Ares blinked in shock. "Father, you can't possibly be serious."
Zeus glared down on Ares from his ornate throne. "I'm completely serious, Ares. The Telaquir Amazons were your responsibility, and you have failed in it. That is regrettable, but there is nothing to be done. We have lived in peace with the other pantheons for millennia. I will not jeopardize that peace now just because you were embarrassed."
"This has nothing to do with embarrassment," Ares said through gritted teeth. Losing his temper in front of his father would do no good, and probably do quite a bit of harm. Worse, he couldn't even take out his frustrations on a piece of furniture, since Zeus kept the room bare save for his throne. The design was intended to remind petitioners that they were alone before the greatest power imaginable, and right now it was working far too well to suit Ares.
"Doesn't it?" Zeus asked with a chuckle.
"If we let Ogun get away with this, it'll be a signal that we're vulnerable! This could be the beginning of a strike against us."
Again Zeus chuckled. "Must everything be a game of tactics with you, Ares?" Before Ares could reply, Zeus said, "It doesn't matter. No Olympian shall have contact with outside gods. My word is final. If you do interfere, Ares, you will be punished."
"I said my word is final, Ares. And I dislike repeating myself."
Zeus's expression did not change, but outside the huge window to his left, the clouds grew dark, and the light in the throne room itself dimmed.
Muttering a curse underneath his breath, Ares said, "Very well, Father. Thank you for your time."
With that, he disappeared, returning to the temple closest to the Telaquir Amazons. It was a breach of protocol--Zeus preferred that petitioners leave by the door and not use their powers within his throne room--but Ares didn't care much for protocol just at the moment.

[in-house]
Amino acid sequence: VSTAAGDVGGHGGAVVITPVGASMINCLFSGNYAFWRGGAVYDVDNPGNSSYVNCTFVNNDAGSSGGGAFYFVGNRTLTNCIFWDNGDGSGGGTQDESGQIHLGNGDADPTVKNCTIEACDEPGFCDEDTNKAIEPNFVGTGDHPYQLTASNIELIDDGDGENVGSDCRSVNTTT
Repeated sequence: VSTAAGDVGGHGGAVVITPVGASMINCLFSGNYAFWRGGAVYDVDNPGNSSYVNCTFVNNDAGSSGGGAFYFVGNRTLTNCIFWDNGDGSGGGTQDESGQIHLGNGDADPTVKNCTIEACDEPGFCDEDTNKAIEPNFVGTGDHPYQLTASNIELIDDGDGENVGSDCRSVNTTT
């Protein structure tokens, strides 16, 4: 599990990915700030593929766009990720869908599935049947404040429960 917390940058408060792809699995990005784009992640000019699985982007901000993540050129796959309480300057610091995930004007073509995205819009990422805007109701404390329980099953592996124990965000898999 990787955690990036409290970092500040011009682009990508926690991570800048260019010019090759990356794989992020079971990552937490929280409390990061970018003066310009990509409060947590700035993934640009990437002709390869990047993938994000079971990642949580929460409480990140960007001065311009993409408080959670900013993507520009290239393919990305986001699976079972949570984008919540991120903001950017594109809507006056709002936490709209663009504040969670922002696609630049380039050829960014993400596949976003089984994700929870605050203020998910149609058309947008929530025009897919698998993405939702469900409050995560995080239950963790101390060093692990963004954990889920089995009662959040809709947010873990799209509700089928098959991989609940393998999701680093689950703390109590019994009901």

Two seconds after he materialized, a fist collided with his jaw, sending him sprawling to the floor.
That, he thought, was quite a punch. There were few who would dare to strike him, fewer still who could actually knock him down.
He looked up to see Hercules standing over him.
"Well," Ares said, "this day is looking up. I was just thinking to myself that I needed someone to punch."
He got up and landed a swift and satisfying blow to Hercules' stomach before his irksome little half brother could dodge it. It sent Hercules careening across the room and crashing into a wall. Several Spartan swords were dislodged by the impact.
"Why'd you do it, Ares?" Hercules asked as he got up, clutching his stomach.
Smiling, Ares said, "I could ask, 'Why'd I do what?' but that would imply that I actually care."
Then Ares launched himself across the room, intending to slam Hercules in the chest with his boots.
Hercules, however, rolled out of the way at the last minute, and it was Ares' turn to crash into the wall.
Got to admit, Ares thought as he got up off the floor, the kid is getting better. That centaur actually seems to be teaching him a thing or two.
This once, Ares didn't mind. In the mood he was in, he needed the workout.
"Stop it!" a voice cried, and another followed it with, "This isn't helping Cyane!"
Ares whirled to see Hercules' fellow cadets Lilith and Iolaus, as well as Simula, the one member of Cyane's tribe who hadn't been taken by Ogun.
Hercules repeated, "Why'd you do it, Ares? Cyane trusted you--the Fates only know why she did, but she did. And you betrayed her. You're even lower than I thought."
Ares laughed. "As usual, little brother, you've got it all wrong. I had nothing to do with Cyane's abduction."
"Yeah, right. You expect me to believe that?"
The smile fell from Ares' face. "What you believe is of extremely little interest to me. Let me show you what happened to Cyane and her people."
With a snap of his fingers, an image started to play out on one of the shields that hung from the temple wall. Ares had seen this all before, of course, so he watched the mortals' reactions. As the image of Ogun appearing in the village played out again, Ares saw Hercules' eyes go wide with shock. As the entire population of the village disappeared with a gesture from Ogun, Ares saw Simula's jaw harden with determination.
"Who was that?" Iolaus asked.
"He's called Ogun. He's a god from a land called Yoruba, to the south of here, and he's their god of war."
Iolaus shook his head. "Wait--you mean there are other gods?"
Hercules said, "So what's the problem? Why not just go in and rescue them?"
Shaking his head, Ares said, "That's the sort of thing you need permission from the old man for."